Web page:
ST. PAUL, Minn. (WCCO) — The city of St. Paul is looking for poets.

Monday marks the kickoff of the 8th Annual Sidewalk Poetry contest. The city partners with Public Art Saint Paul to host the contest. The winning entries are then stamped into wet cement as maintenance crews make repairs to sidewalks each spring.

The artist who oversees the project, Marcus Young of Public Art St. Paul, showed us some of the past winners.

“This is a poem by Diego Vazquez Jr., and it says ‘The sky fell on my toes and I was a fast runner.’ How often do you get to see text like that in public now?’ he said. “The text you usually see is ‘Buy one, get one free,’ or, ‘No guns permitted on these premises.”

More than 700 poems are stamped into St. Paul neighborhood sidewalks. He described what the contest judges want.

“They are looking for strong, short, concise, honest, well-written poems,” he said. “It’s hard to be concise, to the point, but not be boring.”

Melinda Lockard walks three miles a day through her neighborhood. She also teaches poetry classes at St. Catherine University.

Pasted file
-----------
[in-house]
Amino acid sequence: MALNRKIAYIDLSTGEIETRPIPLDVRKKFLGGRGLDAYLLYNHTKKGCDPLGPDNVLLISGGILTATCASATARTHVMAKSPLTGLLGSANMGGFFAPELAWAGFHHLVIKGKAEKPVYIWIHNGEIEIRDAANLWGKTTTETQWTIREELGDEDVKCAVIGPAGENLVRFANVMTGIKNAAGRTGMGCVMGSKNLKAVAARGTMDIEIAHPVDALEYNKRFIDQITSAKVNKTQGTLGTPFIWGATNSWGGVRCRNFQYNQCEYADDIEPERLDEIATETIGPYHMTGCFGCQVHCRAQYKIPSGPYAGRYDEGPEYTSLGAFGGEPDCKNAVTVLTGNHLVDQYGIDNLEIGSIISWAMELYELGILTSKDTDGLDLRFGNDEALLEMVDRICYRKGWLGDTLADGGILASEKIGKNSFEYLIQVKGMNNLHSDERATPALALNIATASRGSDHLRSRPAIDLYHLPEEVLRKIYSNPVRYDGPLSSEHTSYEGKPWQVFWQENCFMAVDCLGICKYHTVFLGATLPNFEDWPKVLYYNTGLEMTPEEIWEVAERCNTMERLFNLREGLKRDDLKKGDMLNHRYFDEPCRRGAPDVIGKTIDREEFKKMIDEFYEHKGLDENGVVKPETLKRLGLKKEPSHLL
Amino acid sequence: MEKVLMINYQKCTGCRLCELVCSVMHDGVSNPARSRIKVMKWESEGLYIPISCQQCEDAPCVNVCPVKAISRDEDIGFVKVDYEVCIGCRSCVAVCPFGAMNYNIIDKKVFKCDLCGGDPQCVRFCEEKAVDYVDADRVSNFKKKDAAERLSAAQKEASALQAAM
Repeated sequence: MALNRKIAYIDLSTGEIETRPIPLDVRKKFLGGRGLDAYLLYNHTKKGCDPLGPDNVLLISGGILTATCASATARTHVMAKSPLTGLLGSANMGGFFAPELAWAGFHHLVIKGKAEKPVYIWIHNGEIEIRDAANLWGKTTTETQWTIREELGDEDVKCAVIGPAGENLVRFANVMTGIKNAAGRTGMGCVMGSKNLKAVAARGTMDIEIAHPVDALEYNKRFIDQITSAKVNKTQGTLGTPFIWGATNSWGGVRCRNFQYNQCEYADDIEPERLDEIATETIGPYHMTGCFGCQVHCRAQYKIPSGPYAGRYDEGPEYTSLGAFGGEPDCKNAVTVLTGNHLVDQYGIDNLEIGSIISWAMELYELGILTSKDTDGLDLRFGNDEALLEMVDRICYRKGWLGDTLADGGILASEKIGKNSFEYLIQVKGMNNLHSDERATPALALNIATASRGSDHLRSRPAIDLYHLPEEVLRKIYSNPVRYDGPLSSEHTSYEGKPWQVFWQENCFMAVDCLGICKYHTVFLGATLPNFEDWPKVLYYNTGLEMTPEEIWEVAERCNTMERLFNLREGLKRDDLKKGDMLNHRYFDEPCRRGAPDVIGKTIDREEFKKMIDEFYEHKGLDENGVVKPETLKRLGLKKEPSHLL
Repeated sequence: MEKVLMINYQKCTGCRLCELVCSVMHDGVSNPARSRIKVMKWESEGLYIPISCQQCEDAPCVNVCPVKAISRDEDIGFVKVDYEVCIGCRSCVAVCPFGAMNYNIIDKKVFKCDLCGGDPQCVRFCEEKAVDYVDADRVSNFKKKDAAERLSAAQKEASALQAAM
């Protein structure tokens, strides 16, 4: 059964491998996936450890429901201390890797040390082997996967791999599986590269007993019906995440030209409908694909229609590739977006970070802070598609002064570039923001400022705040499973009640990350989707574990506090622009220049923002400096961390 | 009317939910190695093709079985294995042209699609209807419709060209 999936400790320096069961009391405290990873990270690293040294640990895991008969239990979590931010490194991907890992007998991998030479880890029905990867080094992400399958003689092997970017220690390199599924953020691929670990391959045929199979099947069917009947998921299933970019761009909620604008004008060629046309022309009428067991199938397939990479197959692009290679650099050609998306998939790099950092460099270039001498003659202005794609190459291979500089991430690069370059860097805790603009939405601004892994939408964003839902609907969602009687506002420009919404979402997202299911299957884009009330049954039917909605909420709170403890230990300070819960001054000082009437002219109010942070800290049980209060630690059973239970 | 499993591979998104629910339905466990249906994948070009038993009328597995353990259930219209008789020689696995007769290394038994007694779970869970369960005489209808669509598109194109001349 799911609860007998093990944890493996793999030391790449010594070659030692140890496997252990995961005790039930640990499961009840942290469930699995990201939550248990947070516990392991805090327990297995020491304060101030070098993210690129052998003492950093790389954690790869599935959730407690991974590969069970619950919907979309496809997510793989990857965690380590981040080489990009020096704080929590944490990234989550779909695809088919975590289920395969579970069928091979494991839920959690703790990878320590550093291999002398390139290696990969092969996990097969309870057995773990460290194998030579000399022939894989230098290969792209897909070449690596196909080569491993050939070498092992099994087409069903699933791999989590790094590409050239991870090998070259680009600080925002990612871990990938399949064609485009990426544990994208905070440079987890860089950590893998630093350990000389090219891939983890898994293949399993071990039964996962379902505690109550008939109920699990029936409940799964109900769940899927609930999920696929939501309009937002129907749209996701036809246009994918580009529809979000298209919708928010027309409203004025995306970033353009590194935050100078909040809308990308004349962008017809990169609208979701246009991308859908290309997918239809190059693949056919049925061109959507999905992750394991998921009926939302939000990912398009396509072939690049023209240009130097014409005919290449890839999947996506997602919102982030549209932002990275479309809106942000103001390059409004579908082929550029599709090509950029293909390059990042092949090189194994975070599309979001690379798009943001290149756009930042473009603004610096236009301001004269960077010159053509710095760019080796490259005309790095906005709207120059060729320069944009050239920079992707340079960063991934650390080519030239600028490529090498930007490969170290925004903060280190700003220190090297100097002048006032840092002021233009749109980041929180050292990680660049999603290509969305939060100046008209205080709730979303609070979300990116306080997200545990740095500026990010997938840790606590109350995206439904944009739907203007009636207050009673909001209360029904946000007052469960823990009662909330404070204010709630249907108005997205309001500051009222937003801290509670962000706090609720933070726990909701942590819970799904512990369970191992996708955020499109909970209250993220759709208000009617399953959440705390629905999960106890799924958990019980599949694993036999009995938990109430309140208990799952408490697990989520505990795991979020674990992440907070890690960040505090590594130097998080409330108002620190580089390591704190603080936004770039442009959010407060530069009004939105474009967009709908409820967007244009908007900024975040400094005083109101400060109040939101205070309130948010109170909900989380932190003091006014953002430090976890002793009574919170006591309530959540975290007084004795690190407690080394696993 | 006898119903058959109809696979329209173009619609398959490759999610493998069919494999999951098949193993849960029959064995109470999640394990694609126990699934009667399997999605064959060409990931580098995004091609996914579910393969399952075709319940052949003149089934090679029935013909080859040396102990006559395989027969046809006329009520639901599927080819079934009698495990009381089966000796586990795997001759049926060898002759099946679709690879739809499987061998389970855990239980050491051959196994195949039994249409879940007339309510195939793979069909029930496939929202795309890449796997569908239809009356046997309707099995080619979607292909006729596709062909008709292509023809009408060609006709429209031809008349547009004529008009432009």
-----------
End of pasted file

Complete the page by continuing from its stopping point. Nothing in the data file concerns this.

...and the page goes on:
“Each little poem is a gem inside the human psyche. That’s what I like about it,” she said, while out for a walk with her dog. “When you look down, you can’t help but read a phrase or two. It just makes you want to hang out with more words.”

One of the sidewalk repair workers, Todd Olson of Standard Sidewalk, described the work involved in embedding poetry.

“You kinda gotta time it right, cause it can’t be real hard, and you want the letters to set in real good,” he said.

Young pointed out one of his favorite poems in the Mac-Groveland neighborhood. It illustrates the different way men and women sometimes communicate.

“This poem doesn’t get old. It’s timeless,” he said. “You know people who are like that, both men and women. You know people relate that way. It speaks right to your heart and experience.”

The deadline for entries is Oct. 16, and all entries must be submitted online. Up to five winners will be chosen, and there’s a $100 prize. The winning poems will be stamped into a sidewalk next spring. The entry fee is $3.

Winners will be announced on Nov. 17 at an event at St. Paul’s University Club. The poems can be about anything, but the they can’t exceed 250 characters or 10 lines, and the author must live in St. Paul.

Some years they’ve received as many as 2-thousand original poems for the judges to review.

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